Ready to go deep into the shadow processes of personality type? If you’re tired of the basics and want to really get into some heavy-duty theory about the whole-psyche dynamics of type, then this book is essential. This book will show you how you use your non-preferred functions, and how you might have difficulty relating to other types because they are triggering your shadow functions. This book discusses the power and use of each cognitive function, as well as how it can be expressed depending on its placement in your function stack. Hunziker talks about archetypes, culture and personality type, and how to develop yourself fully as an individual using each function at your disposal. This book is heavy reading, and definitely not for newbies to type theory, but if you’re ready to take the dive, you’ll get a lot out of it! Find out more here:Depth Typology: C. G. Jung, Isabel Myers, John Beebe and The Guide Map to Becoming Who We Are

#8 – Nurture by Nature: Understand Your Child’s Personality Type – And Become a Better Parent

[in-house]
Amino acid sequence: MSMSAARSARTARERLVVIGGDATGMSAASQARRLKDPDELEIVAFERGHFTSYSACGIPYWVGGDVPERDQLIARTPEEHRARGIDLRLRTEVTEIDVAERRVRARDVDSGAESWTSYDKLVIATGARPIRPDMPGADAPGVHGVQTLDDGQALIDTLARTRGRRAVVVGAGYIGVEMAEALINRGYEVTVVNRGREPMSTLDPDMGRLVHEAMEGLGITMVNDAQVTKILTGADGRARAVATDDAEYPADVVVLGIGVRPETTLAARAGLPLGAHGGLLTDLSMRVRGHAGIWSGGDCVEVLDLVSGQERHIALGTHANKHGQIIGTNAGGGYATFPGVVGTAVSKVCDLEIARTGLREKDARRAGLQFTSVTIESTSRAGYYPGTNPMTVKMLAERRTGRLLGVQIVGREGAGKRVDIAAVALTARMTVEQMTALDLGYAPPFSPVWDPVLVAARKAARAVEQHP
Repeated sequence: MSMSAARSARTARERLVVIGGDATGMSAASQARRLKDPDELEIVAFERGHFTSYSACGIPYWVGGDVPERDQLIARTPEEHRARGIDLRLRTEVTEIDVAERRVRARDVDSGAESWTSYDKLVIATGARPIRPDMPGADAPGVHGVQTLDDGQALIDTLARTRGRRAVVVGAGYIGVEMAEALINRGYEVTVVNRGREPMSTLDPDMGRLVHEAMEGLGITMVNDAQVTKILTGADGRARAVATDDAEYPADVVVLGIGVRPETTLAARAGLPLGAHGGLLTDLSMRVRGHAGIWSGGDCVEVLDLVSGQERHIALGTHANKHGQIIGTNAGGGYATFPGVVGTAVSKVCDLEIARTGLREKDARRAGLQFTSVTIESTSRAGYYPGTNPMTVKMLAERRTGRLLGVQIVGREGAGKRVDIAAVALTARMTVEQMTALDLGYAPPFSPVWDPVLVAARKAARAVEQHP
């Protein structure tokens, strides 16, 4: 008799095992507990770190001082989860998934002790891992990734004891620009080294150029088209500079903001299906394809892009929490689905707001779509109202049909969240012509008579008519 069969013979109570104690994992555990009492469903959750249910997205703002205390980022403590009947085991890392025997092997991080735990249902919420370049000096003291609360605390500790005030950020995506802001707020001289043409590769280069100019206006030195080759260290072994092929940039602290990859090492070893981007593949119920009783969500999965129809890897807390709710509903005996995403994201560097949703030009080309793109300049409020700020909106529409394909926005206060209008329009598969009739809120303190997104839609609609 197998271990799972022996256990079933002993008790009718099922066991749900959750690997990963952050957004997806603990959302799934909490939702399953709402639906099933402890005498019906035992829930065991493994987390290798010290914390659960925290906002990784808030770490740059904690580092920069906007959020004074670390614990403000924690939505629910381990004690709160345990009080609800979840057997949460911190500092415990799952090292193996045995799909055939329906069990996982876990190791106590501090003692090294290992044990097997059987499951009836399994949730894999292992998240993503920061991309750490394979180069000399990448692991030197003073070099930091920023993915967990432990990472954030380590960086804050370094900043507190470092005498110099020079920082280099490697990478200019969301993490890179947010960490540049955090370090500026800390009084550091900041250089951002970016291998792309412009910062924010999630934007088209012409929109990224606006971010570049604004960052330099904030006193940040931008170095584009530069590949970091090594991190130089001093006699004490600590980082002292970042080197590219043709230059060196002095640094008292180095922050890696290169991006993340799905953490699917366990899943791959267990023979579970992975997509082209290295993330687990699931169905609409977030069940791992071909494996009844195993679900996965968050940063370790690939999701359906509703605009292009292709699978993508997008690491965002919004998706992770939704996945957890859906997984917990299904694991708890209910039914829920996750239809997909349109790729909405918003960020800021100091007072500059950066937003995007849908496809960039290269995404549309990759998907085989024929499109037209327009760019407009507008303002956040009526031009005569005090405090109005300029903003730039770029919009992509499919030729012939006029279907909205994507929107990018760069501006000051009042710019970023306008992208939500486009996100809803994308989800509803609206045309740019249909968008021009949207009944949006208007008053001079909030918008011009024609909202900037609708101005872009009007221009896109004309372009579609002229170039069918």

As a mother of four (going on 5) this book has been invaluable to me! Its pages are worn and dog-eared from over 11 years of use. While I think that Paul D. Tieger and Barbara Barron-Tieger sometimes over-simplify type by relying more on dichotomies than functions, I do find that their type descriptions for children are extremely accurate and helpful. Nurture by Nature talks about how to identify your child’s type, how to communicate with your children more effectively, and how their type might manifest differently depending on the child’s age. If you are a parent, a teacher, or a child psychologist, this book is going to be a favorite resource, I guarantee it! Find out more here: Nurture by Nature: Understand Your Child’s Personality Type – And Become a Better Parent